Information officially published by decision of Cabinet is not exempt under schedule 3, section 28 if the publication was authorised or enabled by a Cabinet decision.9
In some circumstances, decision makers may need to view or acquire details of the relevant Cabinet decision, as it may specify that only portions of a Cabinet document were published. The remainder of the document must be considered in the same way as any other Cabinet information.
The Cabinet documents website10, on which some Cabinet material is officially released, may assist decision makers.
Cabinet is the principal decision making body of the government and is responsible for the government's performance. Each Minister acts jointly with and on behalf of Cabinet colleagues in their capacity as Ministers. Cabinet decisions reflect collective conclusions and are binding on all Ministers as government policy. All Ministers are required to give their support in public debate to collective decisions of the Cabinet and the government.
Cabinet confidentiality supports the notion of collective responsibility by allowing free and frank discussion within the Cabinet room in a way that will not prejudice that collective responsibility.
Schedule 3, section 2(3) of the RTI Act states that the below is a non-exhaustive list of Cabinet documents which are exempt from release:11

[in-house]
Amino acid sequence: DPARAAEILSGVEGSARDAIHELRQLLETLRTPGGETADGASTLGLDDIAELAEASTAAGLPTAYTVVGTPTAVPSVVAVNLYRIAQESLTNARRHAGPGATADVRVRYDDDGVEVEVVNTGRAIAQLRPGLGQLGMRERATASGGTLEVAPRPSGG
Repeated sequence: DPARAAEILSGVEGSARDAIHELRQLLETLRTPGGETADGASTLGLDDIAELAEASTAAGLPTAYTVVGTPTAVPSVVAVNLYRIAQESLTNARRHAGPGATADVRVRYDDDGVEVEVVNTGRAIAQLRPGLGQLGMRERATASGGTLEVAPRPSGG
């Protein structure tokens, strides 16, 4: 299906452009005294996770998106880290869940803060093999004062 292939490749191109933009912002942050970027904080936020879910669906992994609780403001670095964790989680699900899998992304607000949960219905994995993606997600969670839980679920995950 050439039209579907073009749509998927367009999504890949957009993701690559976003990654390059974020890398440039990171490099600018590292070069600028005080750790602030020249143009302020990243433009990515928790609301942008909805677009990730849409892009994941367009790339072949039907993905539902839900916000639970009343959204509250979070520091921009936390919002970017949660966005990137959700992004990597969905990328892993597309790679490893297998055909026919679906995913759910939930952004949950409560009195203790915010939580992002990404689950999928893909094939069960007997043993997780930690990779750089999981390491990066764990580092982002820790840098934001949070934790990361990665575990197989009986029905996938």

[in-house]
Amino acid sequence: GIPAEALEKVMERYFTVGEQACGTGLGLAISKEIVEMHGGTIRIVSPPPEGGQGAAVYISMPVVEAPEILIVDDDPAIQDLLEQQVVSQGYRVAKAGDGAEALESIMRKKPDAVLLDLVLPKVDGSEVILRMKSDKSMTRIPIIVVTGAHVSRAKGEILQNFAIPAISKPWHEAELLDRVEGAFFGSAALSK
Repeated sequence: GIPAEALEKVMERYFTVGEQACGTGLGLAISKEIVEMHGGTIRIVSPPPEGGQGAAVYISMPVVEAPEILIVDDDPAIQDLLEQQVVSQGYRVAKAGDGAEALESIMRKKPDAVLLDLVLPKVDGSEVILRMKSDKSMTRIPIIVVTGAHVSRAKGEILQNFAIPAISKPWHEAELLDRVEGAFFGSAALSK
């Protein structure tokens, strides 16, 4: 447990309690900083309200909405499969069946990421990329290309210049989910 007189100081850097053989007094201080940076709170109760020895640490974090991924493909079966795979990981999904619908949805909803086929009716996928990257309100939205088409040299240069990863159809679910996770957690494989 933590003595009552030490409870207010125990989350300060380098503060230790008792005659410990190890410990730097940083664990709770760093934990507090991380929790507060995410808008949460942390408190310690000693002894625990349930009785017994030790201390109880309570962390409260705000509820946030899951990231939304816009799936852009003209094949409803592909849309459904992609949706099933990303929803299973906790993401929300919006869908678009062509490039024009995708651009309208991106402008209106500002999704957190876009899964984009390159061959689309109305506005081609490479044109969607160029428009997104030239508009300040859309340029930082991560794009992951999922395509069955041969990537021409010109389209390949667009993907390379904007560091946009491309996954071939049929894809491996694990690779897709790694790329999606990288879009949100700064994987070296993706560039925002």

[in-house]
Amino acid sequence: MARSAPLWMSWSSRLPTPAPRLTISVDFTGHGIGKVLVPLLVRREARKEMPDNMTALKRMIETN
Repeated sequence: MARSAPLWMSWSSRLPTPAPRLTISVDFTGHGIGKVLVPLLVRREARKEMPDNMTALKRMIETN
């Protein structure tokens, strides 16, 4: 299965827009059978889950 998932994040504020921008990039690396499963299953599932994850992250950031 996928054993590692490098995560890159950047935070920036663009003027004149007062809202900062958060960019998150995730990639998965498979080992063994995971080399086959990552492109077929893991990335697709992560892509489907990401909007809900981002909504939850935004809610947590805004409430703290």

Drafts of these documents are also exempt, including any preliminary or working drafts.12
Information is exempt under schedule 3, section 2(1)(a) of the RTI Act if it was brought into existence for the consideration of Cabinet. This section requires a decision maker to determine why the information was created.13
The ‘genealogy’ of the document needs to be established to ascertain the purpose at the time of creation. A subsequent decision to give the document to Cabinet cannot go back in time and change the reason why the document was brought into existence, and it will not be sufficient to attest that it was created for that purpose.14
A report brought into existence to assess the efficiency of a new departmental process will not be exempt simply because the officer preparing the report considered that it might at some future point be the subject of Cabinet considerations.
However, creating a document for the consideration of Cabinet does not need to be the sole purpose of creation for the section to apply. It will be sufficient if one of the reasons for bringing it into existence was for the consideration of Cabinet.15
Whether the information was actually considered by Cabinet is irrelevant provided it was brought into existence for Cabinet's consideration.16
Information will be exempt under schedule 3, section 2(1)(b) if it would reveal any consideration of Cabinet. For this section, it doesn't matter why the information was created; what matters is what would be revealed by disclosing it.
The definition of 'consideration'17 is broad and includes, but is not limited to: